Mr. Crow Girard's law office has been hauled to the lot in the rear of Clegg's drugstore to make room for the new bank building which will be a two-story brick structure.
With the new bank, Begnaud's two-story building and a new coat of paint on the court-house the square will be decidedly in the swim this fall. That portion of town is not dead by any means.

 Judge Julian Mouton and family and Miss Marie Mouton returned home Thursday morning after spending some time at High Island and Galveston, Texas.

 With the new bank, Begnaud's two-story building and a new coat of paint on the court-house the square will be decidedly in the swim this fall. That portion of town is not dead by any means.

 Judge Debaillon and son, Dan, are visiting relatives in St. Martinville.

 Lieut. James A. Moss wired his father that he arrived at Montauk, N. Y., last Thursday afternoon.

 We are requested to announce that the High School will open on Monday, Sept. 5. Other schools throughout the parish, with the exception of those known as the "summer schools," will also be opened on that day.

 Police Juror Martial Billeaud, from Broussard, was in Lafayette attending a special meeting of the Police Jury. Mr. Billeaud says that neither charbon nor the blind staggers has made its appearance in his section.

 W. E. Bland, the hustling representative of the Atlanta Building and Loan Association, registered at the Cottage Hotel Wednesday.

 The road running from the refinery to Beausejour Spring has been repaired in a manner that reflects no little credit upon those who did the work. We understand that the thanks of the traveling public are due to Messrs. C. A. Mouton, J. D. Mouton, A. Cayard, W. V. Nicholson, Singleton and Landry for this road.

Miss Maud Boas will open a private school on Monday, Sept. 5, in the house next to the Presbyterian church. After school hours she will give lessons in vocal and instrumental music and at residence of desired.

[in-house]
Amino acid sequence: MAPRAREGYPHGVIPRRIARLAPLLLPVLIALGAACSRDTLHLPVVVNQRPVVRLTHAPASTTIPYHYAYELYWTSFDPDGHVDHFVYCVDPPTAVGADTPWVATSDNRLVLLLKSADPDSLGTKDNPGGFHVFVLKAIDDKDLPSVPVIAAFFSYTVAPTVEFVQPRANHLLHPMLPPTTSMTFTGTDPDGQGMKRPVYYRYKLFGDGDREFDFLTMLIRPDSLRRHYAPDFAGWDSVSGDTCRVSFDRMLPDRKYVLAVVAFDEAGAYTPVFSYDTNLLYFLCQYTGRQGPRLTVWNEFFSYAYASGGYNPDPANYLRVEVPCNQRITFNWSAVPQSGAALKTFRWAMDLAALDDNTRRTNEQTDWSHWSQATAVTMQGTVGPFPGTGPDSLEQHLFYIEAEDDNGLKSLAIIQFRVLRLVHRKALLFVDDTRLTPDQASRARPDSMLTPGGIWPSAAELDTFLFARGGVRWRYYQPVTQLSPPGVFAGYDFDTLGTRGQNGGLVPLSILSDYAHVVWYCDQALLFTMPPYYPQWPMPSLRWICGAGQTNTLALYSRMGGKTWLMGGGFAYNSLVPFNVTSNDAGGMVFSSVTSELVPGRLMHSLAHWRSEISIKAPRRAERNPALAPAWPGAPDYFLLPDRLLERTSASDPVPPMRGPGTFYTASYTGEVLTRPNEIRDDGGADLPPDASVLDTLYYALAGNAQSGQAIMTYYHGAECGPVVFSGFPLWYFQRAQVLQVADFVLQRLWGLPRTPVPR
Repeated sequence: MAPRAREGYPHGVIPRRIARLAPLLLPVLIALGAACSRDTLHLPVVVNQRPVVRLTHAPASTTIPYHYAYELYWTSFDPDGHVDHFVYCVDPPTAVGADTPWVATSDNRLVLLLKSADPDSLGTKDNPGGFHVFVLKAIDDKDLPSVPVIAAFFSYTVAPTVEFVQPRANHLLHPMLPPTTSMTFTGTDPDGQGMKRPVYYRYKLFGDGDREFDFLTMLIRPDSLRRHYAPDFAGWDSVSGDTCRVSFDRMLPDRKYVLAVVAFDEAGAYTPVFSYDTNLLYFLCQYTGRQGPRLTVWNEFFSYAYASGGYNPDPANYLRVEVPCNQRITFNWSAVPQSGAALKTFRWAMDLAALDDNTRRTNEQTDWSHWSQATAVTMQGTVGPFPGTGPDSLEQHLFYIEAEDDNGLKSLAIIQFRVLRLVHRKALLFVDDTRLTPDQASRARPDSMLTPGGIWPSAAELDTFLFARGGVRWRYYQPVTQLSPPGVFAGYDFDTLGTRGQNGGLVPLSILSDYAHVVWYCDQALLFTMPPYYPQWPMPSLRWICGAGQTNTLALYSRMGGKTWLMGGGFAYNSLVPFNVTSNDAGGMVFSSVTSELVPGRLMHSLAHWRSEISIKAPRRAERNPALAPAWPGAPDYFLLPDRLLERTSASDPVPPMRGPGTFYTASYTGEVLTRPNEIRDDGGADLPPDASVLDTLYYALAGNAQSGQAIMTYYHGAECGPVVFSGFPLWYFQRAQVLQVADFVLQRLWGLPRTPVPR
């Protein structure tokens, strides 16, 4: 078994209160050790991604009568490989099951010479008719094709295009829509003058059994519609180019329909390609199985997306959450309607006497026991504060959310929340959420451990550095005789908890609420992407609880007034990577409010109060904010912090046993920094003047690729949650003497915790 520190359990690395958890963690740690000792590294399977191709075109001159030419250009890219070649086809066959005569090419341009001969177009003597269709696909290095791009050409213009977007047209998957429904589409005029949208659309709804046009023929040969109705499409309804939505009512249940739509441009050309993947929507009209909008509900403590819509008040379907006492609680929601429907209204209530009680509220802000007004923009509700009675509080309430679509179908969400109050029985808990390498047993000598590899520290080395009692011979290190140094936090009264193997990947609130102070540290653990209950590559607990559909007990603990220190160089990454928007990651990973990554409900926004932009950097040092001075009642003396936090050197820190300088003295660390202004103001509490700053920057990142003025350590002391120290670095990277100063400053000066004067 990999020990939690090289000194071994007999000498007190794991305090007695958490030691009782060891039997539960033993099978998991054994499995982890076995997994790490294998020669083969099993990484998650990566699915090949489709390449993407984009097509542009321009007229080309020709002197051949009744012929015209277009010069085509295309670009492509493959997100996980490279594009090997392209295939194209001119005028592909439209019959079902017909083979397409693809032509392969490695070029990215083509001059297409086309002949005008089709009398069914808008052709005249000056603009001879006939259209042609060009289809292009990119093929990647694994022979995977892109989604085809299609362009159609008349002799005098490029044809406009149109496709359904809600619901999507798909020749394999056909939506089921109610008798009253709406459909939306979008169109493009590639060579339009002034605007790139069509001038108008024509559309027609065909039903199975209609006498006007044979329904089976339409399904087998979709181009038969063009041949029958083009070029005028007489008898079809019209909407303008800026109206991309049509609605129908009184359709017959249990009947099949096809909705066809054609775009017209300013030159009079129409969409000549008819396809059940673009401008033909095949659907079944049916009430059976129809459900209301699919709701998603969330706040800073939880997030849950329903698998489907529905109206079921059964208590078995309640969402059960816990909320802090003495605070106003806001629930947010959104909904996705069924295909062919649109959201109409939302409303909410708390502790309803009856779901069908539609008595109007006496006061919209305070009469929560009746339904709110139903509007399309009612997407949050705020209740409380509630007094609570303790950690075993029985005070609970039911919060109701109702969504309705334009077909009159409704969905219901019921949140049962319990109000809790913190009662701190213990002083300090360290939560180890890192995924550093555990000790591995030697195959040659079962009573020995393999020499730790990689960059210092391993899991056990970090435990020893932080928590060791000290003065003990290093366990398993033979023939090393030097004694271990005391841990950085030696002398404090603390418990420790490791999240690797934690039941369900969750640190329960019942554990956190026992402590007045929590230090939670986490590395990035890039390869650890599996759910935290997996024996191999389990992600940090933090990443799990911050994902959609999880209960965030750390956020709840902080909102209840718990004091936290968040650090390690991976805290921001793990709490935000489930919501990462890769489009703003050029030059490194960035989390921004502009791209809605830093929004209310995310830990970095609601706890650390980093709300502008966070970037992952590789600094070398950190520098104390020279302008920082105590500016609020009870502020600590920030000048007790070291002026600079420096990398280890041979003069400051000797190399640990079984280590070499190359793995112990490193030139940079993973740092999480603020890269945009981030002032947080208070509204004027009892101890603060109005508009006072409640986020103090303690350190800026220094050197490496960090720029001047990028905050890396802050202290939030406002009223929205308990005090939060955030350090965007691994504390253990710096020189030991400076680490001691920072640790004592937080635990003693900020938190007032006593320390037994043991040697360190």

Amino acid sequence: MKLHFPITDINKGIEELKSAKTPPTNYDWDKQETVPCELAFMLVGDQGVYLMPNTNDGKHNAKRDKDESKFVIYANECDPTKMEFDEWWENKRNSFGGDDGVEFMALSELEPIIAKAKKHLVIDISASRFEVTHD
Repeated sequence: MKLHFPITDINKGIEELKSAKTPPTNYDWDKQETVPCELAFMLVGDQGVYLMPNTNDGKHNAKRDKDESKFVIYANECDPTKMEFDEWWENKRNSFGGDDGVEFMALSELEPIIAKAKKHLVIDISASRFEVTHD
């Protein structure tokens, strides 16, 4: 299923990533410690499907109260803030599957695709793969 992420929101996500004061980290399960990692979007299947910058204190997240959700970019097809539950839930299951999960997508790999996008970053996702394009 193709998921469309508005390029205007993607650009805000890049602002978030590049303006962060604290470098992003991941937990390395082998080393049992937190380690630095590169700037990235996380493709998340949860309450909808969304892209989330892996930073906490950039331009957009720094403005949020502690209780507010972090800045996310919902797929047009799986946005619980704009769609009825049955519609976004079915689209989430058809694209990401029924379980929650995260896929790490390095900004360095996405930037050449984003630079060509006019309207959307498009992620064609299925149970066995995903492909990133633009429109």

Died.  Yesterday morning in this parish, at 1 o'clock, Mrs. Edmond Martin, nee Cecilia Acadie Mouton, aged 34 years and 5 months.

 Hon. Overton Cade, ex-superintendent of the Mint and candidate for railroad commissioner, was shaking hands with his numerous friends around Lafayette  a few days ago. Mr. Cade is meeting with much encouragement all over the district in his candidacy for the Democratic nomination.

 Hon. T. J. Heard, of Avoyelles, candidate for railroad commissioner, was in Lafayette this week looking after his political fences.

 H. Van der Cruyssen, editor of the Advertiser, visited his cotton farm near Breaux Bridge Thursday.

 Romain Francez, the civil engineer from Carencro, visited Lafayette Wednesday.
Felix Salles, of the firm of Mouton & Salles, left last Sunday for New Orleans.
H. Vandercruyssen, editor of the Advertiser, visited his cotton farm near Breaux Bridge, this Thursday.

 Felix Salles, of the firm of Mouton & Salles, left last Sunday for New Orleans.

 Ben Falk and S. Kahn left last Sunday for New York and other eastern cities.

 Professor W. A. LeRosen, who will be principal of the Lafayette High School, will be here on the 1st of September. The school will open on the 5th.
Lieut. James A. Moss wired his father that he arrived at Montauk, N. Y., last Thursday afternoon.